I followed Jan's link and noted the quoted reference: Roger Griffin’s widely used definition of fascism: Fascism is best defined as a revolutionary form of nationalism, one that sets out to be a political, social and ethical revolution, welding the ‘people’ into a dynamic national community under new elites infused with heroic values. The core myth that inspires this project is that only a populist, trans-class movement of purifying, cathartic national rebirth (palingenesis) can stem the tide of decadence.

Isn't this what Strømmen is also calling for? " a dynamic national community under new elites?"

Strømmen simply has a different idea of who the elites should be.

And his reference to Charles Johnson serves only to increase my suspicious of his motives.

Regarding this sentence "Fascism is best defined as a revolutionary form of nationalism, one that sets out to be a political, social and ethical revolution"

Isn't this exactly what Islamists are striving for in Europe? A political, social and ethical revolution? By Strømmen's definition and example, the Muslim agenda in Europe are also Fascist.

According to this line of thought it appears everyone in Europe are Fascists, both on the right and the left... and on both sides of the Islam versus non-Islam conflict.

Chiu said...

For my part, while it is clear that Breivik's actions were notably anti-racist, it is also clear that they followed the collectivist mindset insofar as he selected his targets based on their presumed membership in a group rather than by reference to their individual actions. Thus I am disinclined to dispute that his actions may have been motivated by socialist influences basically similar to fascism.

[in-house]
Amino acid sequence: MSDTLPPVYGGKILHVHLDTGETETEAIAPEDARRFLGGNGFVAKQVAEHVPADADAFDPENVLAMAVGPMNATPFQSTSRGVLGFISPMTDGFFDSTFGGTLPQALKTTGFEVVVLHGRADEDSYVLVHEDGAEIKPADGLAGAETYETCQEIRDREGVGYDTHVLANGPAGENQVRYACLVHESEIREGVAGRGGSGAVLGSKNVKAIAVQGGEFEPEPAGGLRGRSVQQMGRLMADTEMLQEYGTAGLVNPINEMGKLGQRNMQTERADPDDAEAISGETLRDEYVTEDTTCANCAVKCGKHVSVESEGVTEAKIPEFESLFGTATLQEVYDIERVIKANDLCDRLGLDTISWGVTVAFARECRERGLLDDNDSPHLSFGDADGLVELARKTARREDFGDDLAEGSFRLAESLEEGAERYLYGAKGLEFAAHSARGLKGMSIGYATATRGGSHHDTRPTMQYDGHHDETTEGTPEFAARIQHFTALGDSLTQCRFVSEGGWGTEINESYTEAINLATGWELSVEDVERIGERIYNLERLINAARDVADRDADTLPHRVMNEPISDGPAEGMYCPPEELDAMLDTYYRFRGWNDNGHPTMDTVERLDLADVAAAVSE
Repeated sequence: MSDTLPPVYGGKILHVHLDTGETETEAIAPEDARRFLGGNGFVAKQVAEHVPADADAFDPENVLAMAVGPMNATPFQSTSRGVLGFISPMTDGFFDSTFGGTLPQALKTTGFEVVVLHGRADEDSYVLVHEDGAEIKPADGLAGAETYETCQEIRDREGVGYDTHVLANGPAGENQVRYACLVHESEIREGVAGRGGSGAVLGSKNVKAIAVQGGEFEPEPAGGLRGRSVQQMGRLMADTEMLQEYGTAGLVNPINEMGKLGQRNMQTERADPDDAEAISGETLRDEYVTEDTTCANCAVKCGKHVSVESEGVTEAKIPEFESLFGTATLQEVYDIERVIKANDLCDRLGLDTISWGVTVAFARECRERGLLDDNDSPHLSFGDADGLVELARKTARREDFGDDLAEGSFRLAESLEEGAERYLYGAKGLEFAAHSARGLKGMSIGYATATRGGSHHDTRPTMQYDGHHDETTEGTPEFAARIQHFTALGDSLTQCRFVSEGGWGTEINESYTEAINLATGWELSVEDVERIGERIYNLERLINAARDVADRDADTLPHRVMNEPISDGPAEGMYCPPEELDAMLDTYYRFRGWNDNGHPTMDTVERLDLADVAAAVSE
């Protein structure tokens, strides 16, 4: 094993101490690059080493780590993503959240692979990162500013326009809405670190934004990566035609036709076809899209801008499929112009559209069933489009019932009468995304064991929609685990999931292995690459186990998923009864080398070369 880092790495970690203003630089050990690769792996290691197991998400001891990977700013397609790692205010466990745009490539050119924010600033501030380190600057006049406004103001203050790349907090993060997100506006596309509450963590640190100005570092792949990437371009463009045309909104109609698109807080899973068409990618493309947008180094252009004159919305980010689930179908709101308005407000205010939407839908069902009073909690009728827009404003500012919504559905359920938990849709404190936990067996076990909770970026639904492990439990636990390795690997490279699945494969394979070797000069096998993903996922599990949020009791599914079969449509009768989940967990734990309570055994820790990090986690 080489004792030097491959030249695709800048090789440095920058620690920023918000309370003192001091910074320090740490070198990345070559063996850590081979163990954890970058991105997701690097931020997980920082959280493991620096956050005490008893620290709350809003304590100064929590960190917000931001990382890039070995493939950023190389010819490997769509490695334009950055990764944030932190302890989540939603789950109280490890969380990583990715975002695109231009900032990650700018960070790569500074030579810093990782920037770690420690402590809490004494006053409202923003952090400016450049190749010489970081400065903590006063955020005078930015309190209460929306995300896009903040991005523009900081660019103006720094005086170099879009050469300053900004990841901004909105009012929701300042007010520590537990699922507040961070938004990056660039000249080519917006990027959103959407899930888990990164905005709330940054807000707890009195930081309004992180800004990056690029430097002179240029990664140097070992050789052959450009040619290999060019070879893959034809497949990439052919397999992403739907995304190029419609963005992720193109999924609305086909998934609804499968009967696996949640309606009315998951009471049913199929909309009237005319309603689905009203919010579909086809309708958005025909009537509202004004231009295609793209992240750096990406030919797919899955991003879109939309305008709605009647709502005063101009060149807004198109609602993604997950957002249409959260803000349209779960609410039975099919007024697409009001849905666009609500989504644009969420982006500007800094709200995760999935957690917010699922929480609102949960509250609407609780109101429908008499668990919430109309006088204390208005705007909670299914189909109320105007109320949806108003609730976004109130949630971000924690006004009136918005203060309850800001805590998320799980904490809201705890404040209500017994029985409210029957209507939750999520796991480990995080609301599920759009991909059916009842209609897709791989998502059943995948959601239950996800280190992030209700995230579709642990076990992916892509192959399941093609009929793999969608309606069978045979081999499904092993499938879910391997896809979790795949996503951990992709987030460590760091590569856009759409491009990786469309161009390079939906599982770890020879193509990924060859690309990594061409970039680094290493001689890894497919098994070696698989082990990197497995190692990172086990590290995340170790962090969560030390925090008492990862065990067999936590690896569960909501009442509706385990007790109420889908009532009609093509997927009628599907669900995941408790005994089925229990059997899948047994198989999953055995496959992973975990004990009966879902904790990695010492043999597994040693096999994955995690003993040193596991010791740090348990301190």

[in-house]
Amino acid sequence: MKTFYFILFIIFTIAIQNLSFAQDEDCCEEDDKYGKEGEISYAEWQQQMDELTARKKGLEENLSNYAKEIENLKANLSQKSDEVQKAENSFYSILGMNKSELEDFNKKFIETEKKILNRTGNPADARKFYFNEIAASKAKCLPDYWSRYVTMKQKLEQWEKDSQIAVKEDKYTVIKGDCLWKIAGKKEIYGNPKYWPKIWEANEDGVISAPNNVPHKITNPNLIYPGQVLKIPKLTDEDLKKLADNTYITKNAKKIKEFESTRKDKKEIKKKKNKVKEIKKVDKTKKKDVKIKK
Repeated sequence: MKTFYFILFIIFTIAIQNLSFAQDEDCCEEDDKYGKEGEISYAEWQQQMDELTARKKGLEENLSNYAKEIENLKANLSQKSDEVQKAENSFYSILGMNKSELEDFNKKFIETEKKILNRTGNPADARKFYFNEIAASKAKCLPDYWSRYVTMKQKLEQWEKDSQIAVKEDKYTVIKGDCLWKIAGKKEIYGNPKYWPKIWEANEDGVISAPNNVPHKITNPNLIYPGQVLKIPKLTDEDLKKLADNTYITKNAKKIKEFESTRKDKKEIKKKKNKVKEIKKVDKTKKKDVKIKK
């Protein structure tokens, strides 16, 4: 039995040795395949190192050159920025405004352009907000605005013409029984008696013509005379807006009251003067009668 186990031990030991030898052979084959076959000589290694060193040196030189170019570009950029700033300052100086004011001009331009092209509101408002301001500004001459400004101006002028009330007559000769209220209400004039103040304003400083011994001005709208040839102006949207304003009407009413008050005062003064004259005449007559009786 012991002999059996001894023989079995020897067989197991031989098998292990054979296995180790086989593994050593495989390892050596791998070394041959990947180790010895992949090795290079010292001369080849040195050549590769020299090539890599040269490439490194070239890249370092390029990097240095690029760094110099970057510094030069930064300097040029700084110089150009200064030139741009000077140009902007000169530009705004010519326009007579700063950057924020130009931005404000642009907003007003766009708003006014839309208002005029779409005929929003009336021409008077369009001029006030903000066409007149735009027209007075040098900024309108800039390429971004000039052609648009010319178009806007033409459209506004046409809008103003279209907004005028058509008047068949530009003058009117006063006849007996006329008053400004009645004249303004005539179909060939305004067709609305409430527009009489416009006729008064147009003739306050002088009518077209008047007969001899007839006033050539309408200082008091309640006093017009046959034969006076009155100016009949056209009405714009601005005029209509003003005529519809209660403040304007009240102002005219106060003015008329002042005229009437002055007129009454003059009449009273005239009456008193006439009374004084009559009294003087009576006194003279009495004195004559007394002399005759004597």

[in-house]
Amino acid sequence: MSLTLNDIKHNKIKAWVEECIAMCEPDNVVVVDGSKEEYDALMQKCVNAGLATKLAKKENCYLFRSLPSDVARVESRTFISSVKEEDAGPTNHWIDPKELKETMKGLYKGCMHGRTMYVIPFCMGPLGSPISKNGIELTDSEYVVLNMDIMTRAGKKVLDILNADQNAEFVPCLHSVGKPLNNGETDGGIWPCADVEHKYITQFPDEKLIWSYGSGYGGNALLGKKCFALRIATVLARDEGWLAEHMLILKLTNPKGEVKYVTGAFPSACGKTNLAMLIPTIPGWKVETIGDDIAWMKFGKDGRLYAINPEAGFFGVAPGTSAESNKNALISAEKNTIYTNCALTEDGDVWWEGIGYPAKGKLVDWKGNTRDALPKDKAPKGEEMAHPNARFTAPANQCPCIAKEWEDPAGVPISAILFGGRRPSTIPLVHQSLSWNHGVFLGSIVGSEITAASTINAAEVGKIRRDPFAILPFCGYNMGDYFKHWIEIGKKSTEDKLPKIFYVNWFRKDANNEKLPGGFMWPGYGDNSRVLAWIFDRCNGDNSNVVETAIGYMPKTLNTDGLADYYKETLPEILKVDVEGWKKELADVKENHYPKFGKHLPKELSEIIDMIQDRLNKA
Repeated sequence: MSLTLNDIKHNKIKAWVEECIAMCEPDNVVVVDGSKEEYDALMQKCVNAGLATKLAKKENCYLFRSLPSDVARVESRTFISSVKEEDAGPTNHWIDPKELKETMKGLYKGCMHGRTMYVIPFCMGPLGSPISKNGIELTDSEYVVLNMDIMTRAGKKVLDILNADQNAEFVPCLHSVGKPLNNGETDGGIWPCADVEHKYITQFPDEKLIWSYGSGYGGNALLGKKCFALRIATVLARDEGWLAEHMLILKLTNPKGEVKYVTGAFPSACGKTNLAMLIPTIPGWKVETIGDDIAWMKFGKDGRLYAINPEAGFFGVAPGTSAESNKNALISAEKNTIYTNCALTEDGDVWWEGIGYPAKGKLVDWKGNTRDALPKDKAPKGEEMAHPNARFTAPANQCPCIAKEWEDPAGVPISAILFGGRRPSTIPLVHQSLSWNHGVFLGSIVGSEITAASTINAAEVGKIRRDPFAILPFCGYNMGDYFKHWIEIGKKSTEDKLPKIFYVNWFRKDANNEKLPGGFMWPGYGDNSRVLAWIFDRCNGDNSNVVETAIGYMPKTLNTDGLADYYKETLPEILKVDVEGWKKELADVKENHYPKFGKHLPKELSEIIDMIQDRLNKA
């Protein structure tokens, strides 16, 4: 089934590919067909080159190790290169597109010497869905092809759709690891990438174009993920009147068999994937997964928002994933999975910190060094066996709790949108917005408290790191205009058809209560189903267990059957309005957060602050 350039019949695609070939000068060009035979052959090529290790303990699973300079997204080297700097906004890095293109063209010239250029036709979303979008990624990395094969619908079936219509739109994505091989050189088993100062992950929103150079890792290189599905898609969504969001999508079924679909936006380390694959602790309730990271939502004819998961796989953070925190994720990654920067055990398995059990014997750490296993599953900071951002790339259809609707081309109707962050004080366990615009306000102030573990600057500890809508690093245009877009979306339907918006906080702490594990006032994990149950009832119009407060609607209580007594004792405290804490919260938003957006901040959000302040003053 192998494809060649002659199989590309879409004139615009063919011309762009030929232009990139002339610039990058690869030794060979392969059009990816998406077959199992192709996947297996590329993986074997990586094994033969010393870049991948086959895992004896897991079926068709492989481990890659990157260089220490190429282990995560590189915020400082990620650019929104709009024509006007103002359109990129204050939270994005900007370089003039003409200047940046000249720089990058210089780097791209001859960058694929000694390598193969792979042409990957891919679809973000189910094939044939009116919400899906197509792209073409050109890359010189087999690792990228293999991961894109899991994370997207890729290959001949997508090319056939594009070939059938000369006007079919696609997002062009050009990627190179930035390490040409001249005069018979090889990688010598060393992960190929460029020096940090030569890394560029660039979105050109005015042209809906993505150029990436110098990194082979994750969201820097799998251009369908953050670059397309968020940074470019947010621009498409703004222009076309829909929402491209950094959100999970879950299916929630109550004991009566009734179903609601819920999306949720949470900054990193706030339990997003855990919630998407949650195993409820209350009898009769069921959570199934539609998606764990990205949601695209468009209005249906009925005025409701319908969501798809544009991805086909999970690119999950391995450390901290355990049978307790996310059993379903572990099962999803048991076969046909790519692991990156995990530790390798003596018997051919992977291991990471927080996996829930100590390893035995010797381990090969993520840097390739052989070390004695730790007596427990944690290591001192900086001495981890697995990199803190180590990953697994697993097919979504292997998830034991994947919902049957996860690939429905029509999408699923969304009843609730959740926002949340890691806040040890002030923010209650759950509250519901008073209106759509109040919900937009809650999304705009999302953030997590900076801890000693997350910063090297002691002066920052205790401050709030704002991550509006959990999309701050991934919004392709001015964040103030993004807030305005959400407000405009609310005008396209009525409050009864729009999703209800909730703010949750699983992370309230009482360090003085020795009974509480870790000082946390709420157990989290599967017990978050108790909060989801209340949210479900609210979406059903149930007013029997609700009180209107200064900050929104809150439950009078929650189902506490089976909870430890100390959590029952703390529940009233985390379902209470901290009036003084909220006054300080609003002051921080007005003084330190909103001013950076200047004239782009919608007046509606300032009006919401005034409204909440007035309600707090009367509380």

Sadly, Western Civilization has never been successful in giving individualist philosophy the respect and study it deserves. The implementation of individualism more usually depends on the strong feelings that the European peoples had in favor of "their" ancestral ways. Anyone that tries to come up with a theory of human action, freedom, and responsibility by making a study of the philosophical literature available (even in the West) runs a great danger of being contaminated with the collectivist ideas that are always being promoted as more "rational" and "fair" (I believe this occurs because academics would generally rather control than contribute, but perhaps I am missing something).

Thus I do not find it easy to dispute the idea that Breivik might have been influenced to regard indiscriminate mass murder as the most intellectually sound approach as a result of having read too much. Certainly, that is pretty much the idea that most philosophers are selling.

Chiu Chun-Ling.

DWMF said...

These words ("Fascist", "Racist") are simply brickbats thrown by the Woolfies at anyone they don't like. In much the same way that "Heretic" or "Atheist" was hurled by most Churches in past centuries.

Being unimaginative tiresome little rabblers, their vocabulary doesn't extend much further. I prefer to hear what intelligent conservatives can say in this line - much funnier.

Profitsbeard said...

What a load of retro-Political Commissar petrified horsemanure.

Strommen is streaming heaps of Stalinist Show Trial cliches.

Does anyone not just laugh at this prancing, tapdancing Totentanz flatulence?

The agenda of the true fascist:

Why analyze when you can demonize?